How to cheat

Yesterday I posted the rock physics cheatsheet, which is a condensed version of useful seismic reservoir characterization and rock mechanics concepts. It's cheat as in simplify, not cheat as in swindle. 

As Matt discussed on Friday, heuristics can be shortcuts to hone your intuition. Our minds search to use rules of thumb to visualise the invisible and to solve sticky problems. That's where the cheat sheet comes in. You might not find rock physics that intuitive, but let's take a look at the table to see how it reveals some deeper patterns.

The table of elastic parameters is setup based on the fundamental notion that, if you have any two elastic properties previously defined, you can compute all the others. This is a consequence of one of the oldest laws in classical mechanics: Newton's second law, F=ma. In particular one thing I find profound about seismic velocity is that it is wholly determined by a ratio of competing tensional (elastic) forces to inertial (density) forces. To me, it is not immediately obvious that speed, with units of m/s, results from the ratio of pressure to density.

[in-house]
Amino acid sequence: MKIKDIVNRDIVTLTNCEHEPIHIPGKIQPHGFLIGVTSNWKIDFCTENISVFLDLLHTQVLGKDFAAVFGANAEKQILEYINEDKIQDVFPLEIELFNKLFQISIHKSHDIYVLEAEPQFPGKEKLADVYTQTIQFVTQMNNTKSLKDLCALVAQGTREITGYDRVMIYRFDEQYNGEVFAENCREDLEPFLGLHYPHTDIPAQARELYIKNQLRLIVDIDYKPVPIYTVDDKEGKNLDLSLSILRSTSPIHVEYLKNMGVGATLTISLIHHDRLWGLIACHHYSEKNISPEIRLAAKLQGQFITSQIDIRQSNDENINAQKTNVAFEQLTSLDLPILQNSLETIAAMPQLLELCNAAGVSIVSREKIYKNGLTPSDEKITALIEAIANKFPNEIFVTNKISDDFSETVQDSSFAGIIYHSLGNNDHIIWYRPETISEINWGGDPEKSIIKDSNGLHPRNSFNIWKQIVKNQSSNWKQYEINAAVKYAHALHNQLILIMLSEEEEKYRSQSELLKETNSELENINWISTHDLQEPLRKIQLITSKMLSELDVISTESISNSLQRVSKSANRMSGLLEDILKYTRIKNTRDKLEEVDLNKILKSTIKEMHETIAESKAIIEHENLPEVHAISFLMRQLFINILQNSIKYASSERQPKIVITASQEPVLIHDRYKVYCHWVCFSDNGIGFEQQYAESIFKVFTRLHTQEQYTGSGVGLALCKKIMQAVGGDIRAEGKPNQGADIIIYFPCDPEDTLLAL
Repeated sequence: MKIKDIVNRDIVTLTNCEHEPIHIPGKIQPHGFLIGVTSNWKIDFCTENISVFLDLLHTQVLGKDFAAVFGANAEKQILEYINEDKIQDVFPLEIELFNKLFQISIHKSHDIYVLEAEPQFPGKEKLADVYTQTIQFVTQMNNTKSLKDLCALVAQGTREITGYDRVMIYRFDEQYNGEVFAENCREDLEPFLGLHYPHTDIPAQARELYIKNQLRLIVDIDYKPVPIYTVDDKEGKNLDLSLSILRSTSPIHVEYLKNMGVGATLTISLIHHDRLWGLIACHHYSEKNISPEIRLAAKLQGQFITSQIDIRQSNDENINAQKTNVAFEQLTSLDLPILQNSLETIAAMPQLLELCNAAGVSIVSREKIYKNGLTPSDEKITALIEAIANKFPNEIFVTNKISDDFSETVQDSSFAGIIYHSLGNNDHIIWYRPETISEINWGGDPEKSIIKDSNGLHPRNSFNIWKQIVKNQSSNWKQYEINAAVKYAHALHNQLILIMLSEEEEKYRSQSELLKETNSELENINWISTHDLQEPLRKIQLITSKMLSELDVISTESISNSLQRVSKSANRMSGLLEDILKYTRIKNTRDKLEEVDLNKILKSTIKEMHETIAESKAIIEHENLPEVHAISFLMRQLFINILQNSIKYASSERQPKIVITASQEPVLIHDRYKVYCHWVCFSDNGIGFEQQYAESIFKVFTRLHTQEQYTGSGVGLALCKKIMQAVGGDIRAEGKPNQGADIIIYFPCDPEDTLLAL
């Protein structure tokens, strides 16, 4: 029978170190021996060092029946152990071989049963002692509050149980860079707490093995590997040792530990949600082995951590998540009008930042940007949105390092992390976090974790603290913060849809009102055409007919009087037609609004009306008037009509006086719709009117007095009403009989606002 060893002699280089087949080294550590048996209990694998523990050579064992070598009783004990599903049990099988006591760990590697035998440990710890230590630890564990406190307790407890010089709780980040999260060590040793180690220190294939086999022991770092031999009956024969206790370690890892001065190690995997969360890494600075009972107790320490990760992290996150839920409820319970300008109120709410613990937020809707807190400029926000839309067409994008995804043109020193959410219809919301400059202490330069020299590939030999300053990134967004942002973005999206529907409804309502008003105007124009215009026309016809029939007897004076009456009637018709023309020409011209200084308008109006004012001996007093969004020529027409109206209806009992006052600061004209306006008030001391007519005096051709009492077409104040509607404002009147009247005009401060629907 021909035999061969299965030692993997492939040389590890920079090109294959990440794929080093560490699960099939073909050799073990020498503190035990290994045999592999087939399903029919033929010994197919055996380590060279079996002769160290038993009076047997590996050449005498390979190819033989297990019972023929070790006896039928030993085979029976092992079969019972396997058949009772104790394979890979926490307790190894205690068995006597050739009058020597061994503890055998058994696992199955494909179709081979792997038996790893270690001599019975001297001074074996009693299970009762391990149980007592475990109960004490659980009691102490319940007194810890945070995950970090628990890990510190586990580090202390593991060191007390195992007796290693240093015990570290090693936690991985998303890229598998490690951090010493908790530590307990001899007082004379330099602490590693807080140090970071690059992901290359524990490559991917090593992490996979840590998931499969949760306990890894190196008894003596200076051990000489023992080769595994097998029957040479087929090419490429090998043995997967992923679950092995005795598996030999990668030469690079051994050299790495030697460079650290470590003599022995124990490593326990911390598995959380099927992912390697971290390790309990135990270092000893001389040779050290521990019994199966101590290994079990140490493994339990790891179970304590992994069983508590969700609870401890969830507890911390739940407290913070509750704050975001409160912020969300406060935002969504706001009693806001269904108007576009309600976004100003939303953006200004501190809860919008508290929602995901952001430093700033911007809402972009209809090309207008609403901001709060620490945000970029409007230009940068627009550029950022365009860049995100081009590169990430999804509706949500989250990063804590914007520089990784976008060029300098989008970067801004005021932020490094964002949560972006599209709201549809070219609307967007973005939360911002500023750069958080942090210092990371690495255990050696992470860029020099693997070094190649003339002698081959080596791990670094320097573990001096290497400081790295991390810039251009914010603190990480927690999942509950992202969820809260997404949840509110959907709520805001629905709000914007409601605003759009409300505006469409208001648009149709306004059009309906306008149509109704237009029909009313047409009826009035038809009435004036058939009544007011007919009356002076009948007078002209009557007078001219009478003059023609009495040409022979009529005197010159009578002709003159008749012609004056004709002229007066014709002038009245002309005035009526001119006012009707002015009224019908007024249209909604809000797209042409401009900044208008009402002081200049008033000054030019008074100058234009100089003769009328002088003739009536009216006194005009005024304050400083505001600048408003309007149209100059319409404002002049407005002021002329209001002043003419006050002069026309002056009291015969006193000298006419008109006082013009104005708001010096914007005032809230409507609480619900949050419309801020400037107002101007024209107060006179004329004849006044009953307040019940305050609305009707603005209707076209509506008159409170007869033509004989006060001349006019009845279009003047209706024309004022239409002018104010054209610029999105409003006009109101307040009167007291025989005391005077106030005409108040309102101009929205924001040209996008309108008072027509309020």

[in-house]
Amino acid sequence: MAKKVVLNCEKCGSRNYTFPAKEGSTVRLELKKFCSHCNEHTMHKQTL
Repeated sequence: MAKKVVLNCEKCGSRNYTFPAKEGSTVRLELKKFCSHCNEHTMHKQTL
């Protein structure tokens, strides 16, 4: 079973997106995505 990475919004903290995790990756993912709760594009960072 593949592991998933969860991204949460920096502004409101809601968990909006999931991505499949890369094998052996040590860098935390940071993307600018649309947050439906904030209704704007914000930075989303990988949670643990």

This simple little equation has had a profound impact on the utility of seismology to the oil and gas industry. It links extrinsic dynamic properties (VP) to intrinsic rock properties (K, μ, ρ). The goal of course, is not just to investigate elastic properties for the sake of it, but to link elastic properties to reservoir and petrophysical properties. This is traditionally done using a rock physics template. The one I find easiest to understand is the VP/VS vs P-impedance template, an example of which is shown on the cheatsheet. You will see others in use, for instance Bill Goodway has pioneered the λρ vs μρ (LMR) template.

In an upcoming post we'll look to deepen the connection between Newtonian mechanics and reservoir characterization.